Now some of the stories spilling out of Money:Tech suggest there may be other revenue sources for bloggers. One is that Gerson Lehrman is trying to get hedge funds that buy their channel checking service to also hire bloggers that the hedge fund has taken note of through them. Why anyone with an operating brain cell would go through Gerson Lehrman is beyond me. Aside from paying an unnecessary markup, Gerson Lehrman is the in the business of collecting information, and they would almost certainly own any IP the blogger produced for them. If you want proprietary information, contract directly, and if you want to keep you identity secret, have your attorney be the go-between. Hedge funds are perfectly happy to pay well for useful information; its value is diluted rather than enhanced by going via a middle man who does better by trying to sell it multiple times.
I wouldn’t work for Gerson Lehrman in any event, because I question the business practices of a company that in a fair number of cases gets employees to trade on expertise and information gained through their employer.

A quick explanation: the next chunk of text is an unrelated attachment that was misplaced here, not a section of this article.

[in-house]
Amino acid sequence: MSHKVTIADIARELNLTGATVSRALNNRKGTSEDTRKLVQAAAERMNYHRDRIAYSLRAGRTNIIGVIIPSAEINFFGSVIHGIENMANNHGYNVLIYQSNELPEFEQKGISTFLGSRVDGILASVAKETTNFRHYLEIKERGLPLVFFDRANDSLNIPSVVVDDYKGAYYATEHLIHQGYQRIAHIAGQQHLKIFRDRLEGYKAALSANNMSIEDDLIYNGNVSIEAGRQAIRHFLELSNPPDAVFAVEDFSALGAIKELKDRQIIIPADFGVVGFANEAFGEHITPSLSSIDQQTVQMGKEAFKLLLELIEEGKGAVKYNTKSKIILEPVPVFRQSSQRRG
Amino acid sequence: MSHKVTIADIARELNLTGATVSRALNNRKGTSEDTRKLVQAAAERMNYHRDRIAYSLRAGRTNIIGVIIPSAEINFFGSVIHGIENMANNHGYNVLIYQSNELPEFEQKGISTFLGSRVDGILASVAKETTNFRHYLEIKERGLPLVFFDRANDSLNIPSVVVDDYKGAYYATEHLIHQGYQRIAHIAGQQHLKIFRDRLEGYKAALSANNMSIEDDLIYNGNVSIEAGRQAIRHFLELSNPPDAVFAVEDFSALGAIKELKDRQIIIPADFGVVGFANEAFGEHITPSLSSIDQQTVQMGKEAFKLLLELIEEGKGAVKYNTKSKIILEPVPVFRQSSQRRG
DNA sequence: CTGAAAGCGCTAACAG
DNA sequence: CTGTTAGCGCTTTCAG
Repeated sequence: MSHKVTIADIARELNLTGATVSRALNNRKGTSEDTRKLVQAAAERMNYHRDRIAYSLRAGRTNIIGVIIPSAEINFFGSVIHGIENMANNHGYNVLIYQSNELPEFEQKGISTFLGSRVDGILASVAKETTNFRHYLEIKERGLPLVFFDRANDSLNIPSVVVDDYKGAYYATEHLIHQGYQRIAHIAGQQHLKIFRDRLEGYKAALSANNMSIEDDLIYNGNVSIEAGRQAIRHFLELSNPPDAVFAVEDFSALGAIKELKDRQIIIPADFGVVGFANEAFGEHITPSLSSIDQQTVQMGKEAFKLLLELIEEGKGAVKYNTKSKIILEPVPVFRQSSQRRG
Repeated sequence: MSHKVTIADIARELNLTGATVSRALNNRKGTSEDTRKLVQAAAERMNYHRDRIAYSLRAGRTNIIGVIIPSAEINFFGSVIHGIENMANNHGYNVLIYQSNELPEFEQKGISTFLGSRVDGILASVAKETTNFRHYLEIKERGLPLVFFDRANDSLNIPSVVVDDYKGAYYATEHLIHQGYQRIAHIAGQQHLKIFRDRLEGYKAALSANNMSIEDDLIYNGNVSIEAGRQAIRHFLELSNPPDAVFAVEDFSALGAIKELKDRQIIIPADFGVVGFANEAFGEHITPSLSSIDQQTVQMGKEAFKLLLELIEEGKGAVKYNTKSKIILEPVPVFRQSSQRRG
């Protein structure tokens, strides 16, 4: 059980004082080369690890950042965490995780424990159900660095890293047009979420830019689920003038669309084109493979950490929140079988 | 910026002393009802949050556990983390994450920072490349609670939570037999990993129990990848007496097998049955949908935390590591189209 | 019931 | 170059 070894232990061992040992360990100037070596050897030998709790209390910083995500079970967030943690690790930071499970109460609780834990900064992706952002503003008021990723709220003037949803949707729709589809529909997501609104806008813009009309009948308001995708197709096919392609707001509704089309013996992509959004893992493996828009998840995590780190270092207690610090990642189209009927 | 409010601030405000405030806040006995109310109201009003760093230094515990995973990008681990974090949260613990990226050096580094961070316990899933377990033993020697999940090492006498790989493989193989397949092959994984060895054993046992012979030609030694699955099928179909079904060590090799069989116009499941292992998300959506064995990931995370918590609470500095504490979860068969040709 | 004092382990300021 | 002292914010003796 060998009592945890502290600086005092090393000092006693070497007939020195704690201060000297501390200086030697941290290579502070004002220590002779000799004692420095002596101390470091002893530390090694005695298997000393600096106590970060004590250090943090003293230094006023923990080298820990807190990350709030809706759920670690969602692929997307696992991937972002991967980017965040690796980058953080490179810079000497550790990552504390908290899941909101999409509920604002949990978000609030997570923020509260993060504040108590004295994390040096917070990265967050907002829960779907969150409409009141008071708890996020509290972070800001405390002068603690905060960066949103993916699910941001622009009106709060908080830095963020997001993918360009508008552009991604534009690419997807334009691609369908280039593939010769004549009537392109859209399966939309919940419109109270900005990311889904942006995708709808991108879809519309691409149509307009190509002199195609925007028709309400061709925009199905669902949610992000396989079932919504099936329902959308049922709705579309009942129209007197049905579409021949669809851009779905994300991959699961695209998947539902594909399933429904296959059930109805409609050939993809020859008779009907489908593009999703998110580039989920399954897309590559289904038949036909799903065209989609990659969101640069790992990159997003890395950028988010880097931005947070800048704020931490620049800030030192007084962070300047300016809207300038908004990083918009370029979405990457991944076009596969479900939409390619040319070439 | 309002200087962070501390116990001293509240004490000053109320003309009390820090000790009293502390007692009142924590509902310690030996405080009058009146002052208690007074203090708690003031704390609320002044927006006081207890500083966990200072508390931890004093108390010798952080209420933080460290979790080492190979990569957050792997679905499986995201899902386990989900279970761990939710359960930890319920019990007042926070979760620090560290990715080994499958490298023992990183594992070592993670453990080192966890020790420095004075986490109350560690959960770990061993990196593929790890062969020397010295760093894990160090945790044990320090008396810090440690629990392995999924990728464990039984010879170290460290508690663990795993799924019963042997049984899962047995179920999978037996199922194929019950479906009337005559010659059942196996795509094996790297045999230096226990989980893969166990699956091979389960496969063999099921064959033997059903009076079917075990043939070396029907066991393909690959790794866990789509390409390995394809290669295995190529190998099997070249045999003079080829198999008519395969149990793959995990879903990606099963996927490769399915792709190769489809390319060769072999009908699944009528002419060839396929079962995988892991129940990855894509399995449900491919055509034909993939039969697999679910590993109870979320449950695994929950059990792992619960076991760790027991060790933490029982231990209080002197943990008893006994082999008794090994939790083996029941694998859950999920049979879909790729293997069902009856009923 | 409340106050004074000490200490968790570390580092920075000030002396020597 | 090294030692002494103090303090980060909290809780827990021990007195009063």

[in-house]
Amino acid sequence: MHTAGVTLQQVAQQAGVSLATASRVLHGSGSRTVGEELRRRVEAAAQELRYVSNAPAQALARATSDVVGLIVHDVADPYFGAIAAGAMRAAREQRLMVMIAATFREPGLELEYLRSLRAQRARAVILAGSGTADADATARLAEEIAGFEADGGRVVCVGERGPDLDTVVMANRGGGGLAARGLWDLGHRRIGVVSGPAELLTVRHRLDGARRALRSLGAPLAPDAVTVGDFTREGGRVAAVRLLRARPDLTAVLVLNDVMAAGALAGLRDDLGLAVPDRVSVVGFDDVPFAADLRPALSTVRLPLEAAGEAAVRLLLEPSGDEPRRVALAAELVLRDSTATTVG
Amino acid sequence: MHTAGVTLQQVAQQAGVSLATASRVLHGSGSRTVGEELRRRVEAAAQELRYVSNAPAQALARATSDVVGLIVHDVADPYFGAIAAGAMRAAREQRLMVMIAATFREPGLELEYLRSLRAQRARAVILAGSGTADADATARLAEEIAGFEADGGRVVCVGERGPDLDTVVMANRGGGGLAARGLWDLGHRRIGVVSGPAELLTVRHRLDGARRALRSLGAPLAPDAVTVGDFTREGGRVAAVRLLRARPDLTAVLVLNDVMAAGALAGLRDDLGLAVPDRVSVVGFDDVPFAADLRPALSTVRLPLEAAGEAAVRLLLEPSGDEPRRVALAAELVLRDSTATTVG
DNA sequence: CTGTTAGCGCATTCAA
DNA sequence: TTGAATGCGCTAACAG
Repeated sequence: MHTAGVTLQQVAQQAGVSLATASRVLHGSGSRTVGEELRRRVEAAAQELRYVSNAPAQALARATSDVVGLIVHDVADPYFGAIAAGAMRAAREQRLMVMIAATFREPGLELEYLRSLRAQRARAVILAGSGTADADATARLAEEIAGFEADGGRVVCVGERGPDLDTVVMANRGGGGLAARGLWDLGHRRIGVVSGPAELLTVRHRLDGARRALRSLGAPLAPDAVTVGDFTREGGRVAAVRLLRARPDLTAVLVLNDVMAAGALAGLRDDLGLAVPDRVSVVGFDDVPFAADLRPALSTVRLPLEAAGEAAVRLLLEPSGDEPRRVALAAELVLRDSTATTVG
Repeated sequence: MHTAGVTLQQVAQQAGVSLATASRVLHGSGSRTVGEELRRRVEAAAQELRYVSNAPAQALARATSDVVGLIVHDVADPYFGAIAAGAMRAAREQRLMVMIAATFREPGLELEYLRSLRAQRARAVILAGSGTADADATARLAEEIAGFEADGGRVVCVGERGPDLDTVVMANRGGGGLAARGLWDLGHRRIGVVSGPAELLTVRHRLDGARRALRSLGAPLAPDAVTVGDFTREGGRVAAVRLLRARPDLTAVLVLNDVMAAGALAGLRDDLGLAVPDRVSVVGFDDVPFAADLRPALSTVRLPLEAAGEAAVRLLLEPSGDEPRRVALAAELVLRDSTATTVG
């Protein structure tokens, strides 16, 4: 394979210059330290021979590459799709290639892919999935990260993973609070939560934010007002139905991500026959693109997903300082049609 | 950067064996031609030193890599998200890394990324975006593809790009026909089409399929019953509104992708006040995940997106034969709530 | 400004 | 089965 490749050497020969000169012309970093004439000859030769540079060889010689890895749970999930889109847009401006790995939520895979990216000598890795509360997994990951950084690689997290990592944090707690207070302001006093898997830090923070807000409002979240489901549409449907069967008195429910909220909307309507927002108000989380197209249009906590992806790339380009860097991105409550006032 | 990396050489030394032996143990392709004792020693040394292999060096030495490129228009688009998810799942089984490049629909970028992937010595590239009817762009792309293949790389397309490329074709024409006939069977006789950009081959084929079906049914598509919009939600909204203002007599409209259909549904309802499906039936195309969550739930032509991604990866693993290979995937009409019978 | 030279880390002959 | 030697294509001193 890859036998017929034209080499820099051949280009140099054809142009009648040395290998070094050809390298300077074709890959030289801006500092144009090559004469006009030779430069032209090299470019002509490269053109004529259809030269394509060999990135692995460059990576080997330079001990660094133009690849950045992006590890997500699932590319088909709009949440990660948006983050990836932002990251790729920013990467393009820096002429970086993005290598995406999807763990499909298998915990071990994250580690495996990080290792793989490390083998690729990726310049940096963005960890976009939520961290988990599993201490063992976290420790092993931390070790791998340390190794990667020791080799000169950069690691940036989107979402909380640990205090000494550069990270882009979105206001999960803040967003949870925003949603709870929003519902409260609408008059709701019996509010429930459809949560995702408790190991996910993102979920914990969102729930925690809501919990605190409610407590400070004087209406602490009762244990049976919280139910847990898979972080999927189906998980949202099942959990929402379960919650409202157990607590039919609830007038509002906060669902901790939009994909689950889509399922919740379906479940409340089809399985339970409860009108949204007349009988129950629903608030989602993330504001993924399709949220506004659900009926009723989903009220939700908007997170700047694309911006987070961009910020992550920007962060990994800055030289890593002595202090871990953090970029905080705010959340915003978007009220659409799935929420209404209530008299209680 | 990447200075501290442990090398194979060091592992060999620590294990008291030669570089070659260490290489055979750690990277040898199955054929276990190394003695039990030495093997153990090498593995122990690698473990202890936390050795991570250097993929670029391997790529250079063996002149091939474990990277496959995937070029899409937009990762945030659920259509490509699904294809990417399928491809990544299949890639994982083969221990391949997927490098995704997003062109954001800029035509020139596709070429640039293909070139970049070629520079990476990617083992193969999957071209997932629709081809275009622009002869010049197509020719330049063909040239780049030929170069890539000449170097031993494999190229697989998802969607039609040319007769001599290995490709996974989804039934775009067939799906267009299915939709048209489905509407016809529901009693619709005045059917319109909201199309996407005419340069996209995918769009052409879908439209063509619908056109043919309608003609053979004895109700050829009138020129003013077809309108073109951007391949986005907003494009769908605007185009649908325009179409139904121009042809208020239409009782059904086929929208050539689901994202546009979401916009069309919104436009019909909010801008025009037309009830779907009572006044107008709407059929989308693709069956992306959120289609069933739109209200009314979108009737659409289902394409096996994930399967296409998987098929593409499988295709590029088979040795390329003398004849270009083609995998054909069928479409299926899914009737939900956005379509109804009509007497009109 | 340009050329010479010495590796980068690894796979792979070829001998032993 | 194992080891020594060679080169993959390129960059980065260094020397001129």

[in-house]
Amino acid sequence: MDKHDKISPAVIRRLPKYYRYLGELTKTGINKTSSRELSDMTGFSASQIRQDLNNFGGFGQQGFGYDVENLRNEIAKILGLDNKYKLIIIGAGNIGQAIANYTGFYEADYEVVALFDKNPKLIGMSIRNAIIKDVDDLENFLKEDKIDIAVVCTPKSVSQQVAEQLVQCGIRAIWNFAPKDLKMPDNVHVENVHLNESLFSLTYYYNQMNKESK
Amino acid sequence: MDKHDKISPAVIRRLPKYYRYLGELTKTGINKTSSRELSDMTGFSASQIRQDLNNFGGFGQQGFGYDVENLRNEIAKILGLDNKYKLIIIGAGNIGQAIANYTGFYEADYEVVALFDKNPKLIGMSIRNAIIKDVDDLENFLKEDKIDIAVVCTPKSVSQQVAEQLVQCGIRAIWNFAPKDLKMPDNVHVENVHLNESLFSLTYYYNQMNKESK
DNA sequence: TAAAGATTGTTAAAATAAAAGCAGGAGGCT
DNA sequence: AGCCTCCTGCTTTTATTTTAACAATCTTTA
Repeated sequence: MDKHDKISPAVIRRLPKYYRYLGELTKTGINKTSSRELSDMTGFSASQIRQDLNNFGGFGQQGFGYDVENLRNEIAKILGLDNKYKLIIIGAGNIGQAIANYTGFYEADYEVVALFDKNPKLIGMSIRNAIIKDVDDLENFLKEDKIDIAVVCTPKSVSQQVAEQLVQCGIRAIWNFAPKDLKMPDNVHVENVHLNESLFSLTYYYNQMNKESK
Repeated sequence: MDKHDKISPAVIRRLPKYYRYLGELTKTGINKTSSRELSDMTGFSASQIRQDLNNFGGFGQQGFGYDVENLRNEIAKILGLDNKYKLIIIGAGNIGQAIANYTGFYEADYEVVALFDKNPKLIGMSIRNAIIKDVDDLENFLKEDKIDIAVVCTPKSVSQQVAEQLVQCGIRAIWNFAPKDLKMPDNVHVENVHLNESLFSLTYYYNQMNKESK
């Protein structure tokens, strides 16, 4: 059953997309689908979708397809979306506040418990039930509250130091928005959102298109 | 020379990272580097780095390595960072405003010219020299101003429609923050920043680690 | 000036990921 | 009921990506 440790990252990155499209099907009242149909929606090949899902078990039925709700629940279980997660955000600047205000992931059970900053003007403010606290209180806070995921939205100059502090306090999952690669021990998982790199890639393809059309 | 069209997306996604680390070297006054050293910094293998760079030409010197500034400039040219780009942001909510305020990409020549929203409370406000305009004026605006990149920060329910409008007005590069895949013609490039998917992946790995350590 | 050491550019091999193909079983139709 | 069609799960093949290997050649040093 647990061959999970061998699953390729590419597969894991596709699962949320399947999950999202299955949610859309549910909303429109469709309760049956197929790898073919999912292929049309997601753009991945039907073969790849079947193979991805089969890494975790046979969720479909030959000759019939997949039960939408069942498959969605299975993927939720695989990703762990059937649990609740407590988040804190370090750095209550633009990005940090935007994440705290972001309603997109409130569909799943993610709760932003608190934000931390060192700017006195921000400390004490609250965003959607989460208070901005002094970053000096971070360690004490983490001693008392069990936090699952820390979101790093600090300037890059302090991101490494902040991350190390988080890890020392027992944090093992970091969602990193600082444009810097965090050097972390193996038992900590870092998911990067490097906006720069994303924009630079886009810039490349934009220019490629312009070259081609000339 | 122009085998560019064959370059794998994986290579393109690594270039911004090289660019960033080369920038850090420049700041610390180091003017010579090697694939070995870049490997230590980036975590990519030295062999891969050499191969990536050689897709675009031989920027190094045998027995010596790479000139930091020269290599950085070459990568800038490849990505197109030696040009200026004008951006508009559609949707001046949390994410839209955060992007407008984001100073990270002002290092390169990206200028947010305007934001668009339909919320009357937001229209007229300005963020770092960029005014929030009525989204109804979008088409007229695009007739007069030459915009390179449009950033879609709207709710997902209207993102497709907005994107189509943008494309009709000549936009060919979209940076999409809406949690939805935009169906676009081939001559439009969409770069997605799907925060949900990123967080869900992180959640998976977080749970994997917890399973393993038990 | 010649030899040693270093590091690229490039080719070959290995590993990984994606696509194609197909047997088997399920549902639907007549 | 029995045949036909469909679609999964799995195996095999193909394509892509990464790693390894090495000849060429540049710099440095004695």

A pet idea of mine is whether ad agencies could be persuaded to include packages of bloggers in their Internet ad strategies. The analogy takes place in the print world: some companies will place advertisements in multiple small-circulation magazines that reach a specific and otherwise hard-to-access audience (think the Harpers/Atlantic/New Yorker/New Republic crowd). While a single blog is unlikely to command enough traffic to interest a big-budget advertiser, a well selected package of blogs might.
Update 11:00 PM: One point that I did not make clearly enough above, which is that the $15,000 to $18,000 a month, from everything I can tell, is the tip top level AND achieved by only a very few. The numbers in some cases may be higher, but I am leery of self-reported results; the things that people lie most freely about are money and sex. And even though Felix Salmon was kind enough to e-mail and point out some examples, like pvrblog, which did well from Google Adsene, the Apple rumor sites, boingboing and Daily Kos, the fact remains that it is a very few names that do reasonably well out of a universe of well over a hundred million blogs (just as when McDonalds quit counting after it reached “100 million burgers sold,” so too the official count of blogs has been “over 100 million” since October 2005).
The comparison to Tom Cruise was quite deliberate: these top bloggers are as rare in this industry as multi-million-per-movie actors are in their field. The $15,000+ per month isn’t top 1%; it’s more like the top 0.001%.